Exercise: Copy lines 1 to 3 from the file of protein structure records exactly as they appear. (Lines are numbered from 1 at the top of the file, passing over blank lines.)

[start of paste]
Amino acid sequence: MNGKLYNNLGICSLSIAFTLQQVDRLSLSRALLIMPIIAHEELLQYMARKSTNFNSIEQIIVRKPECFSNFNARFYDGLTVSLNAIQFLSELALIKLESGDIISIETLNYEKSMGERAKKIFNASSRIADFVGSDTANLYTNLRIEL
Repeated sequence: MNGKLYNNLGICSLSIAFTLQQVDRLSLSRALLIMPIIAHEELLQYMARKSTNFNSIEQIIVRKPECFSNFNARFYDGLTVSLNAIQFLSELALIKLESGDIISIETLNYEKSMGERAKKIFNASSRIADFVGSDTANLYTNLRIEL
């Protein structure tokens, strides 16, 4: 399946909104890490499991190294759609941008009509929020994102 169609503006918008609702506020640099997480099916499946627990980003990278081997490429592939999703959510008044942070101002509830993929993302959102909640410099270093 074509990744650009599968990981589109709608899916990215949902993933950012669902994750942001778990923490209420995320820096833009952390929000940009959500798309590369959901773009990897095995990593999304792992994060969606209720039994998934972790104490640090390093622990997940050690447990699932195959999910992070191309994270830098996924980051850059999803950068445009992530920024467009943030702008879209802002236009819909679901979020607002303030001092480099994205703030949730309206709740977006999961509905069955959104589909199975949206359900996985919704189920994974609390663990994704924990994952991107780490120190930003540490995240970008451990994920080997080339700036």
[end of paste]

Amino acid sequence: MNGKLYNNLGICSLSIAFTLQQVDRLSLSRALLIMPIIAHEELLQYMARKSTNFNSIEQIIVRKPECFSNFNARFYDGLTVSLNAIQFLSELALIKLESGDIISIETLNYEKSMGERAKKIFNASSRIADFVGSDTANLYTNLRIEL
Repeated sequence: MNGKLYNNLGICSLSIAFTLQQVDRLSLSRALLIMPIIAHEELLQYMARKSTNFNSIEQIIVRKPECFSNFNARFYDGLTVSLNAIQFLSELALIKLESGDIISIETLNYEKSMGERAKKIFNASSRIADFVGSDTANLYTNLRIEL
């Protein structure tokens, strides 16, 4: 399946909104890490499991190294759609941008009509929020994102 169609503006918008609702506020640099997480099916499946627990980003990278081997490429592939999703959510008044942070101002509830993929993302959102909640410099270093 074509990744650009599968990981589109709608899916990215949902993933950012669902994750942001778990923490209420995320820096833009952390929000940009959500798309590369959901773009990897095995990593999304792992994060969606209720039994998934972790104490640090390093622990997940050690447990699932195959999910992070191309994270830098996924980051850059999803950068445009992530920024467009943030702008879209802002236009819909679901979020607002303030001092480099994205703030949730309206709740977006999961509905069955959104589909199975949206359900996985919704189920994974609390663990994704924990994952991107780490120190930003540490995240970008451990994920080997080339700036």